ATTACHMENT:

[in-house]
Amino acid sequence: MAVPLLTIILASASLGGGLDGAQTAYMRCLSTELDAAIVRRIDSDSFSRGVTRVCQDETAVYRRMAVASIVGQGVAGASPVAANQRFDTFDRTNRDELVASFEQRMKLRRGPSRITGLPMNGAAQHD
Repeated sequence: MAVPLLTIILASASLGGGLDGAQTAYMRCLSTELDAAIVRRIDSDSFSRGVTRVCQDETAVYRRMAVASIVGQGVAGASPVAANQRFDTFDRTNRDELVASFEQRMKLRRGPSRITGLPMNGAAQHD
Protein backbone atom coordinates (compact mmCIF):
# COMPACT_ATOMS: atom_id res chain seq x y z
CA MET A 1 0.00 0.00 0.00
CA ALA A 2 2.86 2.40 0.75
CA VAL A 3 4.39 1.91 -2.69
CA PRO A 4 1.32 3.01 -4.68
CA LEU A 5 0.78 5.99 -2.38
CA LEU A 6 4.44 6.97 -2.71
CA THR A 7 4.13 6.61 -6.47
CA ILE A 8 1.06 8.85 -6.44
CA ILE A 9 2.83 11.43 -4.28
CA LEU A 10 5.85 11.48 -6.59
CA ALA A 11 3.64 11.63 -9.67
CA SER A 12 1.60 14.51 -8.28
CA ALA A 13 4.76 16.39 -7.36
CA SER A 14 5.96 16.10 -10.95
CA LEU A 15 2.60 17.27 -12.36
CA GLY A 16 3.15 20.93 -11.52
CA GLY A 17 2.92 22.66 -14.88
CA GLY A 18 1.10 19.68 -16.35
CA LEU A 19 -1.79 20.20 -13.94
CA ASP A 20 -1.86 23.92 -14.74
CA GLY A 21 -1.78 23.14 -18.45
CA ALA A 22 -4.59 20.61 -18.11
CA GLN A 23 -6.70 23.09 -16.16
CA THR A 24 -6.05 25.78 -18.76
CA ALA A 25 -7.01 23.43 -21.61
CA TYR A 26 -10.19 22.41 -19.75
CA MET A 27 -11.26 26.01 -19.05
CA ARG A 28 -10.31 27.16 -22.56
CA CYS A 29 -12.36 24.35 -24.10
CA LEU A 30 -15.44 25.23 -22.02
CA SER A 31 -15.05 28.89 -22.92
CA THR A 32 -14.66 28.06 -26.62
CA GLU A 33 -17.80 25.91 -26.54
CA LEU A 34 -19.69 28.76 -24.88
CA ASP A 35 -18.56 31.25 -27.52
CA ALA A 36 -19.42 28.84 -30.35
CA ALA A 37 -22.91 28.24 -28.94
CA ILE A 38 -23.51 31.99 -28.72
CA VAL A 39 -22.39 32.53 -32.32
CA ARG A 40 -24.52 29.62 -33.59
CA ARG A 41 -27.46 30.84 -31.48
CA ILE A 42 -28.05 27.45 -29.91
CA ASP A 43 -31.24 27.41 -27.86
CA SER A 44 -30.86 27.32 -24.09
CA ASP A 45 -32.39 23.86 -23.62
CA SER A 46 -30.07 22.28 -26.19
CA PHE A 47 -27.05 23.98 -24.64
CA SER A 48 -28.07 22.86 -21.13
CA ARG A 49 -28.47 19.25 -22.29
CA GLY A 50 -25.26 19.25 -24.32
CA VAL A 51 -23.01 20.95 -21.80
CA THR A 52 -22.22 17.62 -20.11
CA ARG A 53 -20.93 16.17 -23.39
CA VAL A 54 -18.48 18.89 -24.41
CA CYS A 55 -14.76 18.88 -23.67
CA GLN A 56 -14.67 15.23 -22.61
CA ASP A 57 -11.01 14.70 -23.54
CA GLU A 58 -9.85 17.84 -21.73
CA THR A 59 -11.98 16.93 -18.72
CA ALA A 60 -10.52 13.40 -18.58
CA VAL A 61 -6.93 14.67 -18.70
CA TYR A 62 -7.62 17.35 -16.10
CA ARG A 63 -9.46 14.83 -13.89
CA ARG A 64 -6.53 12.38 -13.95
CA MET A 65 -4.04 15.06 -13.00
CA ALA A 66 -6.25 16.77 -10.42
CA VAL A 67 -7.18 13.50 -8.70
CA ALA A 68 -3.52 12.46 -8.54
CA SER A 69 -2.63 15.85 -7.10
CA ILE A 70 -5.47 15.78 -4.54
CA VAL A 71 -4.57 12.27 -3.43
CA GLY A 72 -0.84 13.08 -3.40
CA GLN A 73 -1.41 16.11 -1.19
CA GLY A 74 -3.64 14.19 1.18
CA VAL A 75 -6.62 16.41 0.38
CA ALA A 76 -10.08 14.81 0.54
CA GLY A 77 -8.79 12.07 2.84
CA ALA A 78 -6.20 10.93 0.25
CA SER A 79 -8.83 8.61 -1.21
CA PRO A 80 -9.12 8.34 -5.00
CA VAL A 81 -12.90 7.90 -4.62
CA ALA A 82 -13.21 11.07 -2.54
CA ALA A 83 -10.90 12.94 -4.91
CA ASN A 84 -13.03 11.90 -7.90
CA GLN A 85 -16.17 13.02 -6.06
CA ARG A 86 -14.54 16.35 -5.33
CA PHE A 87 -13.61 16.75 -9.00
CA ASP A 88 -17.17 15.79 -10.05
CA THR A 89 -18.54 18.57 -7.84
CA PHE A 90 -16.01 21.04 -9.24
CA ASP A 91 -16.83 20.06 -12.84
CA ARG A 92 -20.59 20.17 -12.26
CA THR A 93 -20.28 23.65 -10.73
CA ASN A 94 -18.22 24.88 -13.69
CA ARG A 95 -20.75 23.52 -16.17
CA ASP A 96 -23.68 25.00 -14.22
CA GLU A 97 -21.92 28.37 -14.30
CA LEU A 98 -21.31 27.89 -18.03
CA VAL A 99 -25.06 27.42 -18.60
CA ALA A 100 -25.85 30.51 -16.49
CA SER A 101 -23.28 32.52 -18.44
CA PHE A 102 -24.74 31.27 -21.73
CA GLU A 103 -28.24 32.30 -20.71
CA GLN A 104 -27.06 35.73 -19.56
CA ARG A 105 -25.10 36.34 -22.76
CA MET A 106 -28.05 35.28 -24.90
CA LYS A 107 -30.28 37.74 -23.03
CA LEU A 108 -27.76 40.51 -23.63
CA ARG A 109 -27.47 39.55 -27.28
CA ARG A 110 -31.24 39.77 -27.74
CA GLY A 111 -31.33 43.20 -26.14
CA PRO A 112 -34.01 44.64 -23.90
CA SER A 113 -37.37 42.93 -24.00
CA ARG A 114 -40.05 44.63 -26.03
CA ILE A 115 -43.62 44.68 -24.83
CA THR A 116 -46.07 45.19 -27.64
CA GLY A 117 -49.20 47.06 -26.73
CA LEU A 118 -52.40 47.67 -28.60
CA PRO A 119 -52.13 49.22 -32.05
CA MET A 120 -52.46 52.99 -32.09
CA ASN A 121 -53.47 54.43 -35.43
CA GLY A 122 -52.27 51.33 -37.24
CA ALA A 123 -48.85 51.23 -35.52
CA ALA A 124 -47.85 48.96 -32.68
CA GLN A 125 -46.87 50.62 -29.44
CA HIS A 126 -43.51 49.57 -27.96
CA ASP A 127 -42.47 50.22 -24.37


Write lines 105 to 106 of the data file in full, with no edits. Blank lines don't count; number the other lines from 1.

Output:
CA ALA A 100 -25.85 30.51 -16.49
CA SER A 101 -23.28 32.52 -18.44